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Ex IRS officer to deliver keynote address on American Opioid Crisis

Ex IRS officer to deliver keynote address on American Opioid Crisis


Mangalore Today News Network

Manipal, April 25, 2019: America’s opioid epidemic has devastated communities across the country, killing 70,000 people in 2017. Overdose deaths involving prescription opioids have been increasing since the last few years with rapid increases in overdose deaths involving heroin, and further spiked in 2013, with significant increases in overdose deaths involving synthetic opioids such as fentanyl. The Florida International University is conducting the 8th Annual Forensic Science Symposium, and to speak on the American Opioid Crisis, it has invited Dr. G. Shreekumar Menon, who is the HEAD, Centre for Narcotics & Psychotropic Substances, MAHE, to deliver the keynote address at the plenary sessions. Dr. Menon, who is an ex IRS official is a well-known international Counter Narcotics specialist. After retirement from the post of Director General, National Academy of Customs, Indirect Taxes & Narcotics (NACIN), he is with MAHE.


Dr. G. Shreekumar Menon

Dr. G. Shreekumar Menon

 
Opioids are a drug class that includes the illegal drug heroin as well as powerful pain relievers, such as oxycodone, hydrocodone, codeine, morphine, fentanyl, and many others. In 2016 in the USA more than 42,000 people died from overdoses involving opioids, and 40% of all opioid overdose deaths involved a prescription opioid. Every day in the United States more than 1,000 people are treated in emergency departments for not using prescription opioids as directed. On average, 115 Americans die every day from an opioid overdose. Drug overdose is now the leading cause of accidental death in the U.S., and opioid addiction is driving this epidemic.

Dr. G. Shreekumar Menon retired IRS officer and presently the HEAD, Centre for Narcotics & Psychotropic Substances, at MAHE, will deliver the plenary sessions address. He is an internationally renowned Counter Narcotics specialist. Dr. Menon is a regular contributor to Mangalore Today on various topics, especially on Narcotics. He is the only Indian being invited to deliver a talk on the ongoing Opioid crisis.

In October 2017, President Trump declared the opioid crisis a public health emergency. Ever since, the Trump Administration has applied an all-of-Government approach to the epidemic, taking an extraordinary range of actions. Nearly 300 law enforcement agencies in 31 states now participate in the Police Assisted Addiction and Recovery Initiative, which offers treatment for drug users who ask authorities for help. Officers help get people with addictions into treatment and recovery networks, in an effort that costs less and promises more lasting results than repeatedly arresting them.

At the same time, the Drug Enforcement Agency has implemented the ‘360 Strategy,’ which includes not only criminal prosecutions of trafficking organizations, but also partnering with community organizations, schools, pharmaceutical manufacturers, health practitioners, and pharmacists.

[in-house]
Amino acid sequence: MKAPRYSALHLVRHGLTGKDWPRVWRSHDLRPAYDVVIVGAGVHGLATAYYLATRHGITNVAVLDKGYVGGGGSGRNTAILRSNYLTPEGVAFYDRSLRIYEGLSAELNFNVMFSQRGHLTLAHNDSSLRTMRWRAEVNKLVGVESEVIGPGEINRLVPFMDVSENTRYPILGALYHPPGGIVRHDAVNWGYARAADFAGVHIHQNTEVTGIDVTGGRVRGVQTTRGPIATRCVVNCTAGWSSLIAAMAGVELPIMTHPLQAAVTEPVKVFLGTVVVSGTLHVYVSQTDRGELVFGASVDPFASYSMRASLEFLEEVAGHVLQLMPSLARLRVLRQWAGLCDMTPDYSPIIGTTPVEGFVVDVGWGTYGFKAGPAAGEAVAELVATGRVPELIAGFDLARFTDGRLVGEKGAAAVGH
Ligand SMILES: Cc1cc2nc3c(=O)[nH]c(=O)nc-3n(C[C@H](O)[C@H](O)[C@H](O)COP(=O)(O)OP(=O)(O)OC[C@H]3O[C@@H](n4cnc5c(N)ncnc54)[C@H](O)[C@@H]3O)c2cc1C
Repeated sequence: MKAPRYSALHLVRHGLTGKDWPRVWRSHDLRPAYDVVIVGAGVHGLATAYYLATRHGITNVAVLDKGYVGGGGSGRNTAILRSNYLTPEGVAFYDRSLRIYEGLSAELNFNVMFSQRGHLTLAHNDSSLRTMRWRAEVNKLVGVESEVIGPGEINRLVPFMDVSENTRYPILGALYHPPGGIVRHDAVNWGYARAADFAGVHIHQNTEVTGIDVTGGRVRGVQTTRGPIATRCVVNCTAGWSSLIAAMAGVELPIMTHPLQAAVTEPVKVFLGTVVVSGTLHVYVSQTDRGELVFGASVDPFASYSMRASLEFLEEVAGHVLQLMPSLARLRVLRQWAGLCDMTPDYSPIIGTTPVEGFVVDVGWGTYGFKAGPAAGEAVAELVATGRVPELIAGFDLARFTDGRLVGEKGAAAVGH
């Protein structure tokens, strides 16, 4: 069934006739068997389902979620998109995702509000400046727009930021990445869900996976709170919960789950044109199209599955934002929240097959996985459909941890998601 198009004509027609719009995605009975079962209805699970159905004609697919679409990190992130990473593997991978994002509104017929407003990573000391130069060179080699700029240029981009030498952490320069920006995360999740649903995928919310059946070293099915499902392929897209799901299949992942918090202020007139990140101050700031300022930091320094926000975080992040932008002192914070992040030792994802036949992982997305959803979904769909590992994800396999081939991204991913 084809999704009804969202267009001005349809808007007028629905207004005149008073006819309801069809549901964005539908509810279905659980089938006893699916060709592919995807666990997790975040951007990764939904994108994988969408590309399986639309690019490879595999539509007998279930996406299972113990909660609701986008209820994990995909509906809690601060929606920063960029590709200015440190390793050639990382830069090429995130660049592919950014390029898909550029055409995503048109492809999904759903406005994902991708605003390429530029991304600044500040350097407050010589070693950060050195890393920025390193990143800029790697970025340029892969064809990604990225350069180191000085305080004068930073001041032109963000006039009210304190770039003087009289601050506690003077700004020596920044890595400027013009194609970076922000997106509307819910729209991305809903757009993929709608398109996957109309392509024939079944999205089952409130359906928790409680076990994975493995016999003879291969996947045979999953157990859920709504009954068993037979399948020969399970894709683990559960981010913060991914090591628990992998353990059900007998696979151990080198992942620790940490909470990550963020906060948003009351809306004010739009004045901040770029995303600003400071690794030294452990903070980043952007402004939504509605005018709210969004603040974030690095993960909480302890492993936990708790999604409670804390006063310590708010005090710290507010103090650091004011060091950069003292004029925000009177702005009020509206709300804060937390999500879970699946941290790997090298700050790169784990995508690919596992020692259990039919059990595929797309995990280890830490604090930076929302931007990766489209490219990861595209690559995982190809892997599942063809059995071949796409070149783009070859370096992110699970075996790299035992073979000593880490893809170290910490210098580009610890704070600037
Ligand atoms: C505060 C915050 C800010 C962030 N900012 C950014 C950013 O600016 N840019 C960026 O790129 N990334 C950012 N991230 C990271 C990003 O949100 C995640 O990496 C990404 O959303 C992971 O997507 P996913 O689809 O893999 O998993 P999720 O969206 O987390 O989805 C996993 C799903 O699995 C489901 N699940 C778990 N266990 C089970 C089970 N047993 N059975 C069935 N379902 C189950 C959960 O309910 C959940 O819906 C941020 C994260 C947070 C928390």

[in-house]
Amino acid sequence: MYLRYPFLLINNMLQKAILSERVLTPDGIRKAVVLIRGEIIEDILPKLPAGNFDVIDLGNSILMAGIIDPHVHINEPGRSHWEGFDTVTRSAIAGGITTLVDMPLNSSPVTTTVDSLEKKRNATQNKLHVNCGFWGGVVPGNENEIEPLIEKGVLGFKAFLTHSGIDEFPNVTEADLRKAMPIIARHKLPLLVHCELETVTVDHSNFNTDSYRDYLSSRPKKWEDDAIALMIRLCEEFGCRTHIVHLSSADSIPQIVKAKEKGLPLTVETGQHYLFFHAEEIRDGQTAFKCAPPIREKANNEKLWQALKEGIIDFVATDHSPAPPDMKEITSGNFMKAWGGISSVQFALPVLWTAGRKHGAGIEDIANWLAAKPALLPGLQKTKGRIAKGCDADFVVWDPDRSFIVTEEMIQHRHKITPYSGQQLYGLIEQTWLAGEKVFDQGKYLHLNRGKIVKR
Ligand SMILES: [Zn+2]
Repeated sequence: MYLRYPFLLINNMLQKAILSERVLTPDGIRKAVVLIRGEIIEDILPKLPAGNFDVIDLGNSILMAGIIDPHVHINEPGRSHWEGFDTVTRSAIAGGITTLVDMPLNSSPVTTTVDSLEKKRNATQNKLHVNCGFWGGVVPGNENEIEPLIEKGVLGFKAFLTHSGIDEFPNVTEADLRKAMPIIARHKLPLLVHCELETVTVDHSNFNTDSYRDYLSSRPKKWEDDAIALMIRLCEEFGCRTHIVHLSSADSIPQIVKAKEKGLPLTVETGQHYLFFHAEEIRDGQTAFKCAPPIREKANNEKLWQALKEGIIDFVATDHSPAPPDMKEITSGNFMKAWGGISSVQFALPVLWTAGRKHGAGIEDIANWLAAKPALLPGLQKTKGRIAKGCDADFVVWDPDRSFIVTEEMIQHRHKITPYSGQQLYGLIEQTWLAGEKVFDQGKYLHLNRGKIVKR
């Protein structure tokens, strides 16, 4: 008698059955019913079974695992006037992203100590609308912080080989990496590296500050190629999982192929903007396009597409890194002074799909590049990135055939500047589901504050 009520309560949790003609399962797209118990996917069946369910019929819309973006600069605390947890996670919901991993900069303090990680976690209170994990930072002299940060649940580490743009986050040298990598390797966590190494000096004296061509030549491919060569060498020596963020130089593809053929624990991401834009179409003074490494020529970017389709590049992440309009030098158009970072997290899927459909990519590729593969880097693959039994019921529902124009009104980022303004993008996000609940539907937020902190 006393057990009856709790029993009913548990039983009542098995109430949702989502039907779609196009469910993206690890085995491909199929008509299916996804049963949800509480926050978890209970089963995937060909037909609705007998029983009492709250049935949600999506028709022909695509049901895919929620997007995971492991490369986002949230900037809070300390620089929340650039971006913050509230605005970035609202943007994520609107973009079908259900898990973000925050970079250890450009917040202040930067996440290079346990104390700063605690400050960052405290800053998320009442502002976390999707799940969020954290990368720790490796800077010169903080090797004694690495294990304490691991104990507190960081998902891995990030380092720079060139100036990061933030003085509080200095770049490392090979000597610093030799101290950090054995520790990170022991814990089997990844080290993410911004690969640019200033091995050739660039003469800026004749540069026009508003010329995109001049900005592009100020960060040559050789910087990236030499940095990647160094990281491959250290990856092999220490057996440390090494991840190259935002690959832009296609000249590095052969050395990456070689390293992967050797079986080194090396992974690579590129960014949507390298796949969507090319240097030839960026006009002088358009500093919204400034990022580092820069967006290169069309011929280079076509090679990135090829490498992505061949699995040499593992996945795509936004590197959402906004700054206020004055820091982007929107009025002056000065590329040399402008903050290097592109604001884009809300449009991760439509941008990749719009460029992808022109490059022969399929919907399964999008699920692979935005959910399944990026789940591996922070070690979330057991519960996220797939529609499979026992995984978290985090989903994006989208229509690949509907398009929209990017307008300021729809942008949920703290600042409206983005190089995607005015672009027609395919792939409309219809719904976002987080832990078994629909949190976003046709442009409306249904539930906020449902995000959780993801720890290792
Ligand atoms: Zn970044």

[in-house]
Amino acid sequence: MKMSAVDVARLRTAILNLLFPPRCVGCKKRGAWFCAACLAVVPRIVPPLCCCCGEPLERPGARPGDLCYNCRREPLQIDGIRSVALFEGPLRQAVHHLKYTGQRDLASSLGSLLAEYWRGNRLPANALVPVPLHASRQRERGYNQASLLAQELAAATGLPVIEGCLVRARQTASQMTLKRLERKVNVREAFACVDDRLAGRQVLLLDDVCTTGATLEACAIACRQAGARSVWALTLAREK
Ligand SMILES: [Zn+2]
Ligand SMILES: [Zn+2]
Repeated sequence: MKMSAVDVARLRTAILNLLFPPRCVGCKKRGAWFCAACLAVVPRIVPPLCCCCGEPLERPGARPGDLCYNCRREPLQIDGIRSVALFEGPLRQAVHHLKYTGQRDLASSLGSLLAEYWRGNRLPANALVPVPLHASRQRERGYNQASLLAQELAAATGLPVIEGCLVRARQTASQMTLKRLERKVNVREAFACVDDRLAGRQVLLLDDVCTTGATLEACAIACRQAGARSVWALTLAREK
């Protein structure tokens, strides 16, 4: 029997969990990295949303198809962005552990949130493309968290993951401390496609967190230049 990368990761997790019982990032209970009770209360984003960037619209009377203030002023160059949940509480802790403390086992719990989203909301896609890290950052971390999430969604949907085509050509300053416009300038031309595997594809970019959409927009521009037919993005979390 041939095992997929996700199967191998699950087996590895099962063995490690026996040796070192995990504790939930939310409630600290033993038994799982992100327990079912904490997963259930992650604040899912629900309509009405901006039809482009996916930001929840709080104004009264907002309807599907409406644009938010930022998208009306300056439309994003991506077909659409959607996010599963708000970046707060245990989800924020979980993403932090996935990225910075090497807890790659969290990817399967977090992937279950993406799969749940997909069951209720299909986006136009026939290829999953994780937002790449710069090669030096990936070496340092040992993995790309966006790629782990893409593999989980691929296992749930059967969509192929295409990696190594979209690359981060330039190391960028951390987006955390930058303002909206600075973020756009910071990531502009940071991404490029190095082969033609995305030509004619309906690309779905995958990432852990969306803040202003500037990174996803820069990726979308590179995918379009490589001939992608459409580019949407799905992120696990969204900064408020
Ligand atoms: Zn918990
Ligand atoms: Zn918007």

The opioid epidemic has occurred in three waves. The first wave began in 1991 when deaths involving opioids began to rise following a sharp increase in the prescribing of opioid and opioid-combination medications for the treatment of pain.

The second wave of the opioid epidemic started around 2010 with a rapid increase in deaths from heroin abuse. As early efforts to decrease opioid prescribing began to take effect, making prescription opioids harder to obtain, the focus turned to heroin, a cheap, widely available, and potent illegal opioid. The use of heroin increased in both sexes, the majority of age brackets, and all socioeconomic groups.


The third wave of the epidemic began in 2013 as an increase in deaths related to synthetic opioids like fentanyl. The sharpest rise in drug-related deaths occurred in 2016 with over 20,000 deaths from fentanyl and related drugs.

An investigation by the US Senate Committee on Homeland Security and Governmental Affairs detailed the financial ties that exist between opioid manufacturers, advocacy groups, and medical professional societies. The report exposed patient advocacy groups and professional societies spending millions of dollars to promote messages and policies favouring the interests of the pharmaceutical industry.

Florida International University (FIU) is a metropolitan public research university in Greater Miami, Florida. It is classified as a research university with highest research activity by the CarnegieFoundation and a research university by the Florida Legislature.


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Comments on this Article
K Muralidharan, Palakkad Thu, April-25-2019, 5:56
Mr. Shreekumar Menon is a well known person to me and this is indeed a great achievement and I am confident that he will do justice to the role assigned to him
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